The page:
Functional distinctions in the nervous system
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Somatic / autonomic nervous system: Somatic: Concerned with conscious, voluntary activity and perception (Skeletal muscle, sensory receptors and nerves) ...

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Functional distinctions in the nervous system l.jpg
Functional distinctions in the nervous system

  • Central / peripheral nervous system:

    • Central: Brain and spinal cord

    • Peripheral: Nerves connecting the CNS with the rest of the body; ganglia (nodes) halfway between CNS and target organs, and plexus (braids) in the internal organs

  • Somatic / autonomic nervous system:

    • Somatic: Concerned with conscious, voluntary activity and perception (Skeletal muscle, sensory receptors and nerves).

    • Autonomic: Involuntary control of internal organs. Examples: Blood pressure, heart rate, sweat glands


Schematic of a nerve cell l.jpg
Schematic of a nerve cell

Dendrites

Terminal buttons

Synapse

Soma

Axon

Soma = body (greek) Dendron = tree

Synapse = junction button = button (engl.)



Different anatomical types of synapses l.jpg

neuromuscular

(smooth muscle)

Different anatomical types of synapses

neuro-neural

neuromuscular

(skeletal muscle;

‘myoneural junction’)




How a synapse works l.jpg

Transmitter

Nerve fiber (axon)

Action

potential

Ca + +

Receptor

How a synapse works

Voltage-sensitive

channel


Ca in neurotransmitter exocytosis l.jpg

+

Ca++ in neurotransmitter exocytosis

Action potential

Synapsin

CaM

Ca++

Synapto-

tagmin

Kinase II

P

Synapto-brevin

Ca++


Synaptic transmission is an important target of drug action 1 l.jpg
Synaptic transmission is an important target of drug action (1)

Agonists (‘mimetic’ drugs) can augment or entirely substitute the effect of a neurotransmitter

+

+

+


Synaptic transmission is an important target of drug action 2 l.jpg
Synaptic transmission is an important target of drug action (2)

Antagonists (‘lytic’ drugs) can inhibit or entirely abrogate the effect of a neurotransmitter

-

-

-


Synaptic transmission is an important target of drug action 3 l.jpg
Synaptic transmission is an important target of drug action (3)

‘Indirect mimetic’ drugs can promote the effect of the transmitter by interfering with its inactivation

reuptake

enzymatic

inactivation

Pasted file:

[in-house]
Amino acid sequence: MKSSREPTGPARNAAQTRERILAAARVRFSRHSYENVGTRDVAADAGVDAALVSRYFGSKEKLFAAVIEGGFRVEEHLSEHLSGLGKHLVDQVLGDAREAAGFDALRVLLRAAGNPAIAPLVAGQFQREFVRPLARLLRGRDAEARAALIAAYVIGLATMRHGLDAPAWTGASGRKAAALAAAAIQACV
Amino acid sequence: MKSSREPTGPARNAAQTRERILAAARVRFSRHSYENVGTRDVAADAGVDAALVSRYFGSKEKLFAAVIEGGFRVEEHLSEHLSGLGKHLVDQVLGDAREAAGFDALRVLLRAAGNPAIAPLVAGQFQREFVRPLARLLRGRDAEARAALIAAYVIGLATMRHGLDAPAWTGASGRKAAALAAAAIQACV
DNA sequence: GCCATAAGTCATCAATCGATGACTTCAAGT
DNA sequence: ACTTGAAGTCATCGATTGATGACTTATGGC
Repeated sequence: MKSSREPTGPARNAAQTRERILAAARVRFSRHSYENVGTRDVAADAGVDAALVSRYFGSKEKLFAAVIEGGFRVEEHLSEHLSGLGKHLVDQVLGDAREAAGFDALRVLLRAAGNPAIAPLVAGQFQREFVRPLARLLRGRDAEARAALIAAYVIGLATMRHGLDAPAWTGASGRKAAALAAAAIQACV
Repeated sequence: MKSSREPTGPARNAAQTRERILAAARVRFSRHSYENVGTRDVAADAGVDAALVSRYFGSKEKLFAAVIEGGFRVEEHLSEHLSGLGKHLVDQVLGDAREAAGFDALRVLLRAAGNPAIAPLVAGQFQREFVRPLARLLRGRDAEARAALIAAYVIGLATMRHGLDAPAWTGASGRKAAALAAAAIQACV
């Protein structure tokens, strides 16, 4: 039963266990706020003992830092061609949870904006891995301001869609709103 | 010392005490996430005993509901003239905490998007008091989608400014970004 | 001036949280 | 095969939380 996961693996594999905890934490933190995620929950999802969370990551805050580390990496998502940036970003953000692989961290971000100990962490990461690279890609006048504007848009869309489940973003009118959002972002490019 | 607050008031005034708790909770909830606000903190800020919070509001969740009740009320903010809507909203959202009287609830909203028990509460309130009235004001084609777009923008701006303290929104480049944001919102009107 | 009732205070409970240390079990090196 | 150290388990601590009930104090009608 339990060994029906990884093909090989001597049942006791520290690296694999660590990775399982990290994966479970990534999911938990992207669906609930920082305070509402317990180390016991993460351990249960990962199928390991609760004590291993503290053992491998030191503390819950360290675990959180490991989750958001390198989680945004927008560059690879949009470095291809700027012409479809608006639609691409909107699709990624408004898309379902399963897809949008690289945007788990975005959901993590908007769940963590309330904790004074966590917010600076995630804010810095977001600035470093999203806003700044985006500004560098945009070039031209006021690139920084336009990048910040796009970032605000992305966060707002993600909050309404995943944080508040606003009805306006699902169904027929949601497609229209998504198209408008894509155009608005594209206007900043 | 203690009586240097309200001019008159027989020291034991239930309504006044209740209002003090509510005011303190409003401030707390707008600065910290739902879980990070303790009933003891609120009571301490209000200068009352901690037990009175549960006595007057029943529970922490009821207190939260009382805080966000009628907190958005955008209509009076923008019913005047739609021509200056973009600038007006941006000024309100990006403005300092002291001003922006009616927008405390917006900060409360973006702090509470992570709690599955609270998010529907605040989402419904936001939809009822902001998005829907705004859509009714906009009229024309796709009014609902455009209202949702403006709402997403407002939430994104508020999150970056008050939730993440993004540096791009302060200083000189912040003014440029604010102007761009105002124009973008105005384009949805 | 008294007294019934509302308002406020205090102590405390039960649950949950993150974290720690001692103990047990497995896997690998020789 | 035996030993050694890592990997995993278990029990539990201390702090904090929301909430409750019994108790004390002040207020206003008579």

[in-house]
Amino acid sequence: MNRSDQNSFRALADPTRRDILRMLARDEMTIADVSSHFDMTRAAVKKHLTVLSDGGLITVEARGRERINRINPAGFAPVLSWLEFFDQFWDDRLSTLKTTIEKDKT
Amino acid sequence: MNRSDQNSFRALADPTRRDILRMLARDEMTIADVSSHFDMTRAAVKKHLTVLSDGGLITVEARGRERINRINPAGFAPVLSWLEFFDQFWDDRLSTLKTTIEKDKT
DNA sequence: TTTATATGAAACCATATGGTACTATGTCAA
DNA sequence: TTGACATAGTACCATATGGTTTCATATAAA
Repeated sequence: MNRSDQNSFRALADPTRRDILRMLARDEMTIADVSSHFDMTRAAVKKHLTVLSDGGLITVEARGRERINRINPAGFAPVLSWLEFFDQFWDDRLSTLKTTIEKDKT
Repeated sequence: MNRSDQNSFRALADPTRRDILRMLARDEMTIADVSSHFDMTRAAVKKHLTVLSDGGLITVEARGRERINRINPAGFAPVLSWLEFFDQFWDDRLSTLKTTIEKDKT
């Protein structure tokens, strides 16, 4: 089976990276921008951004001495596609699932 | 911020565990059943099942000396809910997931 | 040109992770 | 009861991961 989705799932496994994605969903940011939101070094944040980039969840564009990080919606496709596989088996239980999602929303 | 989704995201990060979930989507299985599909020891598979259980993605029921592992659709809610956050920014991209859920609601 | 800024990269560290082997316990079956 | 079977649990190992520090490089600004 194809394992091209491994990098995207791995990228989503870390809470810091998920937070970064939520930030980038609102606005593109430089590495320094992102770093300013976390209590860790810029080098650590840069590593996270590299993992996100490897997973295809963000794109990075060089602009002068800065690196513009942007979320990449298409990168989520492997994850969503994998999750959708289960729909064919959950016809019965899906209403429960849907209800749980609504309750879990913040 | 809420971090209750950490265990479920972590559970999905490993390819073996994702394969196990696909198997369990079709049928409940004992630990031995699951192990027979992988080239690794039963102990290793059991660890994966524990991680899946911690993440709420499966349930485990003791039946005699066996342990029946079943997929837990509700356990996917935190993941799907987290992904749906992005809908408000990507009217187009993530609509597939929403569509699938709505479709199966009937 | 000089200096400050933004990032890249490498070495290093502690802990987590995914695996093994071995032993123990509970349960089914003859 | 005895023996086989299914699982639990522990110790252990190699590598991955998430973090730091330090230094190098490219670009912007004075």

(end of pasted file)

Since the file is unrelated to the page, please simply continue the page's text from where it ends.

Synaptic transmission is an important target of drug action 4 l.jpg
Synaptic transmission is an important target of drug action (4)

Presynaptic receptors form a feedback loop that can be selectively targeted by agonists and antagonists


Indirect agonists and antagonists may modify the availability of transmitter l.jpg

synthesis

storage

breakdown

reuptake

enzymatic

inactivation

Indirect agonists and antagonists may modify the availability of transmitter


Types of synapses transmitters l.jpg
Types of synapses: Transmitters

Acetylcholine

Norepinephrine

(Noradrenaline)


More transmitters l.jpg
More transmitters

Glutamate

Glycine

Tyr-Gly-Gly-Phe-Met-Thr-

Ser-Glu-Lys-Ser-Gln-Thr-

Pro-Leu-Too-Muc-Hse-Xma-

Kes-You-Sho-Rts-Igh-Ted-

Val-Lys-Asn-Ala-His-Lys-

Lys-Gly-Gln

-Aminobutyrate

(GABA)

…and many more…

-Endorphin


Neurotransmitter receptors l.jpg
Neurotransmitter receptors

  • Ligand – gated channels:

    • Nicotinic acetylcholine receptor

    • NMDA-type glutamate receptor

    • Glycine receptor

    • GABAA receptor

    • Serotonin receptor (5-HT3,)

  • G protein-coupled receptors:

    • Muscarinic acetylcholine receptor (several types)

    • ‘Metabolic’ glutamate receptors

    • Catecholamine receptors

    • 5-HT receptors other than 5-HT3

    • GABAB receptors

    • Peptide receptors


Slide17 l.jpg

Parasympathetic

Sympathetic

Somatic

M

Medulla

oblongata

Heart

Smooth muscle

in gut and blood

vessels

Ganglia

N

, 

M

N

M

Glands

D1

Kidney arteries

Spinal

cord

N

N

Adrenal gland

Skeletal muscle

N


Synapses in the autonomic nervous system as drug targets l.jpg

Why target the autonomic nervous system? It controls

Hypertension, cardiovascular

disease

  • Heart rate

  • Blood pressure

  • Blood flow distribution

  • Motility of the digestive tract

  • Bronchial contraction / dilatation and secretion

  • Body temperature; sweating

Surgical patients

Surgical patients

Asthma / bronchitis

Synapses in the autonomic nervous system as drug targets


Slide19 l.jpg

‘Mydriasis’ = wide pupils

Sympathetic

stimulation

Parasympathetic

stimulation

‘Miosis’ = narrow pupils


Slide20 l.jpg

‘Mydriasis’ = wide pupils

Sympathetic

stimulation

(cocaine, ‘speed’)

Parasympathetic

stimulation

  • -opiod receptors

    (heroin)

‘pinpoint pupils’


The nervous and the endocrine system are not cleanly separated l.jpg

Somatic NS

Autonomic

NS

Endocrine

system

Somatic NS Autonomic NS Endocrine system

The nervous and the endocrine system are not cleanly separated

Noradrenaline

Acetylcholine


Different anatomical types of synapses22 l.jpg

neuromuscular

(smooth muscle)

Different anatomical types of synapses

neuro-neural

neuromuscular

(skeletal muscle;

‘myoneural junction’)


Portal vessels may direct hormones to specific tissues l.jpg
Portal vessels may direct hormones to specific tissues

CRH, …

Neurons in the hypothalamus

anterior lobe:

ACTH, …

Hypophyseal gland

posterior lobe: oxytocin,

vasopressin


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